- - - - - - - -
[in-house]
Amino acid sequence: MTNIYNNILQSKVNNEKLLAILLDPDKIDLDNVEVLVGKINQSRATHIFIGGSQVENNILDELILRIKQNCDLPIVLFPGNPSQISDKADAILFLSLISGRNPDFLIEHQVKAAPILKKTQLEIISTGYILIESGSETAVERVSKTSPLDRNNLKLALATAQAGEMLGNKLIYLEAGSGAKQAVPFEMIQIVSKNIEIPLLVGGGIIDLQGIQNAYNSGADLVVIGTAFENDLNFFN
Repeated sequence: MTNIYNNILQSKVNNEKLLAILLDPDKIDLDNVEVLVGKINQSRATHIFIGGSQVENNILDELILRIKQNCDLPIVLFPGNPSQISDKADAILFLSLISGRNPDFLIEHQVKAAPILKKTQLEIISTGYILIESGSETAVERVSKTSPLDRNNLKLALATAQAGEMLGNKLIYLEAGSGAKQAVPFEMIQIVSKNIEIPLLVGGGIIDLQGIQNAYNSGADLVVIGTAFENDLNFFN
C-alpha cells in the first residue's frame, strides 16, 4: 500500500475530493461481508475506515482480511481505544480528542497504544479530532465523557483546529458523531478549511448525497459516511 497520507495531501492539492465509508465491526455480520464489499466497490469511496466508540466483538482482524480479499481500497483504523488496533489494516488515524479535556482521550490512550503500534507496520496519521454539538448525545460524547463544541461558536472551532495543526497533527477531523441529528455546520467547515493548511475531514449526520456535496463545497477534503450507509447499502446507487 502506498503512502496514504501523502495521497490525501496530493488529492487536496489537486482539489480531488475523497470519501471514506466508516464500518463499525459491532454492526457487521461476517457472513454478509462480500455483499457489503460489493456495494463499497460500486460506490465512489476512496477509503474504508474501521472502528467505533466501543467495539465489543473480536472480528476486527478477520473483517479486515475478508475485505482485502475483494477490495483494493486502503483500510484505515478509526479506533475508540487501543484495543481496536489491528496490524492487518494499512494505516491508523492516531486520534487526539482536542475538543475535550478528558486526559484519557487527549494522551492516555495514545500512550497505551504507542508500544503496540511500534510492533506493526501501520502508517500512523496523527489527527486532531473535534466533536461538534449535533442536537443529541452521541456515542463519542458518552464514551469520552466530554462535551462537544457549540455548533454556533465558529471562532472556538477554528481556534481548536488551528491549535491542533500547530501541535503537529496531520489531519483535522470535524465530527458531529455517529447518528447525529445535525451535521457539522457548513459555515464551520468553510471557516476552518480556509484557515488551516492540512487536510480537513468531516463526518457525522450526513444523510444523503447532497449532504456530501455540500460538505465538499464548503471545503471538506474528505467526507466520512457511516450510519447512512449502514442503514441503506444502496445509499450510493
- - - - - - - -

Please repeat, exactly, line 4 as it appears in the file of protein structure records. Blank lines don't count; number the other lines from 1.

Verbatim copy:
C-alpha cells in the first residue's frame, strides 16, 4: 500500500475530493461481508475506515482480511481505544480528542497504544479530532465523557483546529458523531478549511448525497459516511 497520507495531501492539492465509508465491526455480520464489499466497490469511496466508540466483538482482524480479499481500497483504523488496533489494516488515524479535556482521550490512550503500534507496520496519521454539538448525545460524547463544541461558536472551532495543526497533527477531523441529528455546520467547515493548511475531514449526520456535496463545497477534503450507509447499502446507487 502506498503512502496514504501523502495521497490525501496530493488529492487536496489537486482539489480531488475523497470519501471514506466508516464500518463499525459491532454492526457487521461476517457472513454478509462480500455483499457489503460489493456495494463499497460500486460506490465512489476512496477509503474504508474501521472502528467505533466501543467495539465489543473480536472480528476486527478477520473483517479486515475478508475485505482485502475483494477490495483494493486502503483500510484505515478509526479506533475508540487501543484495543481496536489491528496490524492487518494499512494505516491508523492516531486520534487526539482536542475538543475535550478528558486526559484519557487527549494522551492516555495514545500512550497505551504507542508500544503496540511500534510492533506493526501501520502508517500512523496523527489527527486532531473535534466533536461538534449535533442536537443529541452521541456515542463519542458518552464514551469520552466530554462535551462537544457549540455548533454556533465558529471562532472556538477554528481556534481548536488551528491549535491542533500547530501541535503537529496531520489531519483535522470535524465530527458531529455517529447518528447525529445535525451535521457539522457548513459555515464551520468553510471557516476552518480556509484557515488551516492540512487536510480537513468531516463526518457525522450526513444523510444523503447532497449532504456530501455540500460538505465538499464548503471545503471538506474528505467526507466520512457511516450510519447512512449502514442503514441503506444502496445509499450510493